Based on twelve months of fieldwork in the Appalachian Mountains with a community of Russian Orthodox Christians, Between Heaven and Russia examines the transnational, political implications of conversion alongside the social imaginaries of practitioners, paying close attention new far-right, religio-political formations in rural economies.
Russian Orthodoxy is often seen as a highly ideological, insular, and ethnically fragmented form of Christianity that rejects many of the socio-political values associated with the United States. Yet, it is attracting American-born, non-Russian converts at a steadily increasing rate, particularly in rural areas of the American South, Appalachia, and the Ozarks. Orthodoxy, often marginalized as a “Christianity of alterity,” is now being taken up by people from regions and communities that are themselves subjected to stereotypes of closure in the American imagination, thereby rendering these places and spaces as sites of global religio-political encounter.
Between Heaven and Russia complicates what it means to be a rural Christian, highlighting how long-standing political tensions between the United States and Russia are dramatized in the turn to an eastern faith.
Internet Science, Biometrics, and Religious Orthodoxies
The divisive environment of social media, filled with fascist, racist religious propaganda, is not only a virtual experience, but one that expressed in voting booth actions, policy making, pandemic propaganda, and the weaponization of religious beliefs and practices.
“Physiognomy Check?” Far-right Christian Twitter users often the derogatory query in reference to someone they believe should not be part of their group. Blacks. Gays. Jews. Feminists. The lists of “etic” parties seem endless but have a key thing in common: they are most often based on visual verification—a form of digital vernacular biometrics. Through social scanning of individuals’ pictures, an online collective forms gatekeeping opinions that mark a person as inside or outside of the group based on their facial shape, assumed ethnicity or race, weight, height, hairline, and their potential gender, sexual, and religious identification.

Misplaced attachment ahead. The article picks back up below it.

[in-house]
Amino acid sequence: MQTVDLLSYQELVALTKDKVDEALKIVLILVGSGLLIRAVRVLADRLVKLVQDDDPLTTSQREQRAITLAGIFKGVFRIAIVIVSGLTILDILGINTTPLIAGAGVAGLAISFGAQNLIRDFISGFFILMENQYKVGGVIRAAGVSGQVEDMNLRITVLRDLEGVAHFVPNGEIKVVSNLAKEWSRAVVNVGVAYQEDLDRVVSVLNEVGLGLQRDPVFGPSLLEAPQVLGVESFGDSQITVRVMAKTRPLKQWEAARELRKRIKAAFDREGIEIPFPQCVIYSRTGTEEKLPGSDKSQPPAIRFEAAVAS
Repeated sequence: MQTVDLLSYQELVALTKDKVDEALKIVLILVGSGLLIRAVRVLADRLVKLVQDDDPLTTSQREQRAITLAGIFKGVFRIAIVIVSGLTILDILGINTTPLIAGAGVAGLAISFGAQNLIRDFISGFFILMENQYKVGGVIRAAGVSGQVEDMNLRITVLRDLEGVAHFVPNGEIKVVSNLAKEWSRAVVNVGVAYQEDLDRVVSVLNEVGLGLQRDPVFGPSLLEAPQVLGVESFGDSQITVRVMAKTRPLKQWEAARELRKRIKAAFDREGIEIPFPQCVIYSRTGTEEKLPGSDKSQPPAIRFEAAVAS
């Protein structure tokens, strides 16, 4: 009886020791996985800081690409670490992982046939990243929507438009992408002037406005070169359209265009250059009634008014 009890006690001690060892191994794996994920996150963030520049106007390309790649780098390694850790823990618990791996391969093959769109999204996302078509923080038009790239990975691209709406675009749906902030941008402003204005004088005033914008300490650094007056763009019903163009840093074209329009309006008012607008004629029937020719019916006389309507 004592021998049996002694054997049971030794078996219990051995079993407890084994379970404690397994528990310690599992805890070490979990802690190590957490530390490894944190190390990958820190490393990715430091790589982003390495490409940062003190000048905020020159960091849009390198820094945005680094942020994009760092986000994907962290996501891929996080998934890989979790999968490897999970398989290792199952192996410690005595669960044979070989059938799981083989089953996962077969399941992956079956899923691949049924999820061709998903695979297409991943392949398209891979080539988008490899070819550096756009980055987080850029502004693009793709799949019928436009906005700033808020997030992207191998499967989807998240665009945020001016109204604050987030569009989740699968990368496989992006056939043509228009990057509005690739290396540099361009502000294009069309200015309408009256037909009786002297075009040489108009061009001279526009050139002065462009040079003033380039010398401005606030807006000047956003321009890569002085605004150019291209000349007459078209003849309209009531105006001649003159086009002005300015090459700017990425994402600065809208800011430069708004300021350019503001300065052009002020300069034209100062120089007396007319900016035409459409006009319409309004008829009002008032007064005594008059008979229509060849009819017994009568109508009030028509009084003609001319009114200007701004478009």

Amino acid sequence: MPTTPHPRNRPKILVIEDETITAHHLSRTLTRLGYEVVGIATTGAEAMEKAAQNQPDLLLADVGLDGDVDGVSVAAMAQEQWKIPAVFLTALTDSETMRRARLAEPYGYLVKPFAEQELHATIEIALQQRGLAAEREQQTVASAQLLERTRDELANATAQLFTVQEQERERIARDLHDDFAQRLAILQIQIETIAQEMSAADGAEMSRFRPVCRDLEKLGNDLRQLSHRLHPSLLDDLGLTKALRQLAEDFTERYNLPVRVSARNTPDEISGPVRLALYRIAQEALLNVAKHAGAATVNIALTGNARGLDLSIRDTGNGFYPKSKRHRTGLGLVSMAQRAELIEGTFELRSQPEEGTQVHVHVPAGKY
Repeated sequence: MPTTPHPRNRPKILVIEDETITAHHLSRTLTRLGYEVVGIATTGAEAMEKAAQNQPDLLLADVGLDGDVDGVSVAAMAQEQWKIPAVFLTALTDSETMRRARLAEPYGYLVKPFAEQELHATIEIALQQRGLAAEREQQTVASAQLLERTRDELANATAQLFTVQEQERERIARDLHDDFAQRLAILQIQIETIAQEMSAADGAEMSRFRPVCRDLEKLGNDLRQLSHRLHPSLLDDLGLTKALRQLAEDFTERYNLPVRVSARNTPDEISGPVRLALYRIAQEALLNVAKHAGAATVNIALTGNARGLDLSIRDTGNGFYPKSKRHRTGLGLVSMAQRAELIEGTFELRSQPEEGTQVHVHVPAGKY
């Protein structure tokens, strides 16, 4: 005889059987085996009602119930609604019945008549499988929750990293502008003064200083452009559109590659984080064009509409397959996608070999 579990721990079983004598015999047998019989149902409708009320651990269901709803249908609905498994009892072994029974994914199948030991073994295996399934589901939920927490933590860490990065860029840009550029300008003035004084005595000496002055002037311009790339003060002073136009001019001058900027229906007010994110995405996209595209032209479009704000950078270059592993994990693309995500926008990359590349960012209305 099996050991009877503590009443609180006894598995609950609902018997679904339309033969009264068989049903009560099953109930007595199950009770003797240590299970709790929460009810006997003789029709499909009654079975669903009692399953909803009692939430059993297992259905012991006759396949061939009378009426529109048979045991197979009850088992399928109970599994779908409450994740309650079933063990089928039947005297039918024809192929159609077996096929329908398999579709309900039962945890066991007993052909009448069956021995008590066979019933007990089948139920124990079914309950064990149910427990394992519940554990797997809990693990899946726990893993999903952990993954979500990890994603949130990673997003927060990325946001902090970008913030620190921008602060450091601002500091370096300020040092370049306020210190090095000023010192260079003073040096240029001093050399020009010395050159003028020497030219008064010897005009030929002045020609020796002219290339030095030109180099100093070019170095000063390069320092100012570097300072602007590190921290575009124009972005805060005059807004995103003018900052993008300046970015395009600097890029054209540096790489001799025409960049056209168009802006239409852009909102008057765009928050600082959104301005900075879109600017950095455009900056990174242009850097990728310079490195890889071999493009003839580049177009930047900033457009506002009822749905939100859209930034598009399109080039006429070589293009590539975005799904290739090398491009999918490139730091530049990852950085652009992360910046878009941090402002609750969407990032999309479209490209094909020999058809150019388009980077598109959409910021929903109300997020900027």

Employing the term physiognomy, these actors reinvigorate scientific racism through popular discourse. In doing so, we readily find that physiognomy becomes the basis of an informal biometrics, the use of which, through social media platforms, becomes a fresh form of racial sorting, often filtered through the lens of religiosity.
Drawing on qualitative and quantitative digital research, in conversation with the histories of American racism and European fascism, this project will explore a renewed focus on physiognomy among religiously conservative white men who are self-proclaimed radicals and fascists during the late 2010s and early 2020s. In doing so, it teases out how these intolerant conceptions of the body and personhood, often formulated and mobilized through digital propaganda, are intimately tied to religious philosophies of traditionalism, the history of biologically focused racism, and the disciplinary structures of political authority
“Holy Things are for the Holy:”
Women’s Ordination in the Orthodox Church
Within conservative forms of Christianity, such as Eastern Orthodoxy, women’s roles have historically been monitored and minimized, with institutional hierarchs silencing the voices of women and members of the LGBT community. What does it mean to be a progressive female activist in a church that historically refuses to acknowledge her equality?
Through anthropological study and ethnographic filmmaking, this project will show how Orthodox female activists seek agency in an institution that refuses them access to its holiest rites and practices. Raising questions about female autonomy, the gendering of holiness, and religious purity, her research explores what happens to the socio-theological structures of communities when grassroots initiatives that are seen as synonymous with modernity challenge deep set notions of who can be a priest.
How will conservative Christianity be transformed by women who are leading the way to create a new status quo in the Orthodox Church, one that focuses on inclusivity and intersectionality? This project will reveal how Orthodox feminist activists are pushing back against the hegemony of patriarchal Christianity, seeking not to upend tradition but to transform it, even through socio-religious transgression.